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Case 1:05-cv-01429-UNA Document 27-2 Filed 09/30/2005 Page 1 of 6

Exhibit A

Case 1:05-cv-01429-UNA Document 27-2 Filed 09/30/2005 Page 2 of 6

UNITED STATES DISTRICT COURT
FOR THE DISTRICT OF COLUMBIA

v.

Petitioners

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JAMIL EL-BANNA, et al.,

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OMAR DEGHAYES, et al.,

GEORGE W. BUSH, President

of the United States, et al.,

Respondents.

the United States, et al.,

GEORGE W. BUSH, President of

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____________________________________)
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AHAMED ABDUL AZIZ, et al.,

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GEORGE W. BUSH, President

of the United States, et al.,

Respondents.

Petitioners

v.

Petitioners

v.

Respondents.

Civil Action No. 04-1144 (RWR)

Civil Action No. 04-2215 (RMC)

Civil Action No. 05-0492 (JR)

Case 1:05-cv-01429-UNA Document 27-2 Filed 09/30/2005 Page 3 of 6

Petitioners

v.

Respondents.

GEORGE W. BUSH, President



of the United States, et al.,

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AHMED ABU IMRAN, et al.,

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BENJAMIN MOHAMMED
AL HABASHI, et al.,

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GEORGE W. BUSH, President



of the United States, et al.,

Petitioners

v.

Respondents.

Civil Action No. 05-0764 (CKK)

Civil Action No. 05-0765 (EGS)

MEMORANDUM AND ORDER

Counsel for petitioners in the above-captioned cases, each petitioner a detainee at

Guantanamo Bay, Cuba, have filed virtually identical motions for preliminary injunctions on

petitioners’ behalf. The motions request judicial intervention in the conditions of the petitioners’

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detention, particularly with regard to a hunger strike now in progress at Guantanamo Bay. These

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Counsel have filed what appear to be identical motions on behalf of the petitioners in
four other cases: Sliti v. Bush, No. 05-cv-0429 (D.D.C.) [docket #25], Kabir v. Bush, No. 05-cv-
0431 [docket #16], Hamlily v. Bush, No. 05-cv-0763 [docket #14], and Hamamy v. Bush, No. 05-
cv-0766 [docket #12]. These motions are not addressed by the instant Memorandum and Order.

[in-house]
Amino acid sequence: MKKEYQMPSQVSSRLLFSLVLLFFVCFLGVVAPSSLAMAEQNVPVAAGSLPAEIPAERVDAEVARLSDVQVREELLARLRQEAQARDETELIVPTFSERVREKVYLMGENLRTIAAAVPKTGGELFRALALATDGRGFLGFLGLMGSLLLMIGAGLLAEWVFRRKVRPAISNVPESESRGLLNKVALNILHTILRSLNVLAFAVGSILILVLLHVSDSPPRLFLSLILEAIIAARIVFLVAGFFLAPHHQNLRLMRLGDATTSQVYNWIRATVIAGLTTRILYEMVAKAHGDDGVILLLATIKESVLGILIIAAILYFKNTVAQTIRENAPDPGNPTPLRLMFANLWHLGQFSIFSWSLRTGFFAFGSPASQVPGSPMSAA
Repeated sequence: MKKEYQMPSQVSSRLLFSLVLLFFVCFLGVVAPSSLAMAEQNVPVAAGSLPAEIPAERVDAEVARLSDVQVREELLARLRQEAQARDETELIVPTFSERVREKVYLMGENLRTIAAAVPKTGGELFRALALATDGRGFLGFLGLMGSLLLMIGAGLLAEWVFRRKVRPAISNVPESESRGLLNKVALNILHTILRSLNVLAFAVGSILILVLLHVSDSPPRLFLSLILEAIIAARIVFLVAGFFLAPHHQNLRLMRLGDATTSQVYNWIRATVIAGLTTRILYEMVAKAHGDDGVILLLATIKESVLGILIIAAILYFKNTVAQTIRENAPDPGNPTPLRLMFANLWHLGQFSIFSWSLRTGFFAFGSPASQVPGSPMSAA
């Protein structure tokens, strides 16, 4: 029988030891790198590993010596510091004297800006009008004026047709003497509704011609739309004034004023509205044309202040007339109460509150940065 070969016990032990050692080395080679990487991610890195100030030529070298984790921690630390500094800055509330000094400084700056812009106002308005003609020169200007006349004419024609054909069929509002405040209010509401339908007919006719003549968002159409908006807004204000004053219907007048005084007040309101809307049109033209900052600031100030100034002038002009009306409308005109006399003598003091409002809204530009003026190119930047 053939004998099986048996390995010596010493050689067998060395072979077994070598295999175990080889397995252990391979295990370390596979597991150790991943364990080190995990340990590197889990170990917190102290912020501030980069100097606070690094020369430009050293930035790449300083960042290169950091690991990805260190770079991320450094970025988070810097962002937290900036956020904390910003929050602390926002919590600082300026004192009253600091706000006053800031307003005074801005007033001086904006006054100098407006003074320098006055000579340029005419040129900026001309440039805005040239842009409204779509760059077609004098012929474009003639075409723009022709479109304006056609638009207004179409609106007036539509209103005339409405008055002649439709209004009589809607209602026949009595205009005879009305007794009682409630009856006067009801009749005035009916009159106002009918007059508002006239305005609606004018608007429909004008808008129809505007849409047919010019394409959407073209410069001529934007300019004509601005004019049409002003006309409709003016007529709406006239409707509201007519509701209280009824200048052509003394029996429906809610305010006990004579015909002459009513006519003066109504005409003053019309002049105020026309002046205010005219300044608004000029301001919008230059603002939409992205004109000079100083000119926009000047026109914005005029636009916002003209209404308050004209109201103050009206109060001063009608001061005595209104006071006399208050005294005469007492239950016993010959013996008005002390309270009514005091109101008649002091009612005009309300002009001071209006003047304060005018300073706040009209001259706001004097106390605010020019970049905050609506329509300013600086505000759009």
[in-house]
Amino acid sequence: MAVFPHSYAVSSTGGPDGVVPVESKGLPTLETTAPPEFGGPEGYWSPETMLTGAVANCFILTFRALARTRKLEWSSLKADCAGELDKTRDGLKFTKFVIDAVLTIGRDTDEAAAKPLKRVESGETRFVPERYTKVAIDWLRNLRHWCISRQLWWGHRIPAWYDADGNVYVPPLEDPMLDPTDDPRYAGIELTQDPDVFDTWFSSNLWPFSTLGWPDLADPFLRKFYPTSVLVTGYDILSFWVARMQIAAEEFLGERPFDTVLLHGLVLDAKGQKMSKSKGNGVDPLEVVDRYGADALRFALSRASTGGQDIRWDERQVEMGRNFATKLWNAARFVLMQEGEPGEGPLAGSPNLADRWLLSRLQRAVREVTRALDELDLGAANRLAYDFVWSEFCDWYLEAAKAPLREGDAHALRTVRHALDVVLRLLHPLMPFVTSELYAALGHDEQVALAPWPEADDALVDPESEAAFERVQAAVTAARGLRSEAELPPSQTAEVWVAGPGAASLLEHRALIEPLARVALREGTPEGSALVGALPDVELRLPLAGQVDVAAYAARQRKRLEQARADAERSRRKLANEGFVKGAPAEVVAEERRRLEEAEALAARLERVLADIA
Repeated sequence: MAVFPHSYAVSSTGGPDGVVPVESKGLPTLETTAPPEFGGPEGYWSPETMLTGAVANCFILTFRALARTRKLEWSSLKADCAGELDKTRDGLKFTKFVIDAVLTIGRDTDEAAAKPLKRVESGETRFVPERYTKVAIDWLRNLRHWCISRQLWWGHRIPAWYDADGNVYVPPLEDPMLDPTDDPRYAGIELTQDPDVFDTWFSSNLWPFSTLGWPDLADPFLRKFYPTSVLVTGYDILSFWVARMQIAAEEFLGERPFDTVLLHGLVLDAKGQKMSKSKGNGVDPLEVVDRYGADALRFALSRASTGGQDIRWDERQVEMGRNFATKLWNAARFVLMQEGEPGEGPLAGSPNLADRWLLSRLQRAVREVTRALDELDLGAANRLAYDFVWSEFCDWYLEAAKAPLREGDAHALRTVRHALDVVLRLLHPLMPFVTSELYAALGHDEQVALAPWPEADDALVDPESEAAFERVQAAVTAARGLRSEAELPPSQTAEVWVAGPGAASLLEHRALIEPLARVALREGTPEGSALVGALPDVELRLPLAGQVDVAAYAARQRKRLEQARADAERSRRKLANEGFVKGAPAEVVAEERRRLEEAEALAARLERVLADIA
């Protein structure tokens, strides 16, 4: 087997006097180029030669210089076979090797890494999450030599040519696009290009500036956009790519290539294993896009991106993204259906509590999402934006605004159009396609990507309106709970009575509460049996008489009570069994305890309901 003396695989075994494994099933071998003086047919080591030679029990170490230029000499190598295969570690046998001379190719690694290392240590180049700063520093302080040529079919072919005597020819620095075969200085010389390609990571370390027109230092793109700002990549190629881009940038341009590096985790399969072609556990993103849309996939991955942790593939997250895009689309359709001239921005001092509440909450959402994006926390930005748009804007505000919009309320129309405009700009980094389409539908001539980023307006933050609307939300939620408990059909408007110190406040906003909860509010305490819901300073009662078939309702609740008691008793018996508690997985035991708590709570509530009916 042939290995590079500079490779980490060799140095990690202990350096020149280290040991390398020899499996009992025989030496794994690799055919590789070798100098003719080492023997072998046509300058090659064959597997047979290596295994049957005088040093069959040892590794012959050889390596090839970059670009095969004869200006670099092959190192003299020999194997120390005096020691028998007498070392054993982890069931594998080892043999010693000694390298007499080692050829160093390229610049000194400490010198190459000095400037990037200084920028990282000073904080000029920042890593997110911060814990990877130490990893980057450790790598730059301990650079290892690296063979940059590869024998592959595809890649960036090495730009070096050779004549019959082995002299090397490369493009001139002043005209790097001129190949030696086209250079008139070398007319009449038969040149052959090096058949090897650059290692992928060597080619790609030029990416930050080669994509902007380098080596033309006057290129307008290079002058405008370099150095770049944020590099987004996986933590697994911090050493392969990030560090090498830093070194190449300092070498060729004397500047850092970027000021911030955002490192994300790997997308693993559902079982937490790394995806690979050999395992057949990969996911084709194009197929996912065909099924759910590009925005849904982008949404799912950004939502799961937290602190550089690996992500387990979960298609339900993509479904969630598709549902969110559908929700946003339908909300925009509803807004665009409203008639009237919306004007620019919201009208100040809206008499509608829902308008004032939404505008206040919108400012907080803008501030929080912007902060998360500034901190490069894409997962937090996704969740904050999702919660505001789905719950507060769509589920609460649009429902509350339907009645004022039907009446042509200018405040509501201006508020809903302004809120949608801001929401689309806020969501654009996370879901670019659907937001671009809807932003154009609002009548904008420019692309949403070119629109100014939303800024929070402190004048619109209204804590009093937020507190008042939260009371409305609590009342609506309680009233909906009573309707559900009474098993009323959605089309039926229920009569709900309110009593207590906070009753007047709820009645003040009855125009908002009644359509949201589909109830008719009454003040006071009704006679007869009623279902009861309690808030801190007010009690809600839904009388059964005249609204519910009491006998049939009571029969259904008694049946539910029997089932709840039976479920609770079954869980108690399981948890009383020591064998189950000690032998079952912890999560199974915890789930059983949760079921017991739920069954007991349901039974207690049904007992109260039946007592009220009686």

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Case 1:05-cv-01429-UNA Document 27-2 Filed 09/30/2005 Page 4 of 6

motions have been assigned to the undersigned pursuant to established court procedures.2

Movants’ preliminary injunction motions allege the abuse of the Qur’an and other

infringements on religious liberty, inadequate sanitation including inadequate opportunity to

bathe, inadequate opportunity to exercise, inadequate opportunity for exposure to daylight, poor

quality food and drinking water, inadequate access to educational materials, excessively air-

conditioned cells, and the use of loud fans to limit communications. In addition, the motions

allege, with regard to detainees other than these movants, past and on-going physical abuse

amounting to torture and poor and withheld medical treatment.

In O.K. v. Bush, 377 F. Supp. 2d 102 (D.D.C. July 12, 2005), Judge John Bates recently

decided a similar motion for preliminary injunction. As Judge Bates stated, our court of appeals

“recently emphasized [that] a ‘preliminary injunction is an extraordinary remedy that should be

granted only when the party seeking the relief, by a clear showing, carries the burden of

persuasion.’” Id. at 111 (quoting Cobell v. Norton, 391 F.3d 251, 258 (D.C. Cir. 2004)). Judge

Bates further noted the requirement that “a plaintiff demonstrate a likelihood of injury in the

imminent future in order to secure an injunction,” id. at 113 (citing City of Los Angeles v. Lyons,

461 U.S. 95, 105, 110 (1983)), and observed that that requirement “takes on added importance in

a case where the Court is asked to regulate the conduct of the Executive in the theater of war,” id.

(citing D.L.S. v. Utah, 374 F.3d 971, 973 (10th Cir. 2004)). Judge Bates concluded that, “[a]bsent

a persuasive claim that the conditions of confinement at Guantanamo are so severe that they

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See Order of Sept. 27, 2005, El-Banna v. Bush, No. 04-cv-1144 [docket #154]; Order of
Sept. 26, 2005, Deghayes v. Bush, No. 04-cv-2215 [docket #27]; Order of Sept. 23, 2005, Aziz v.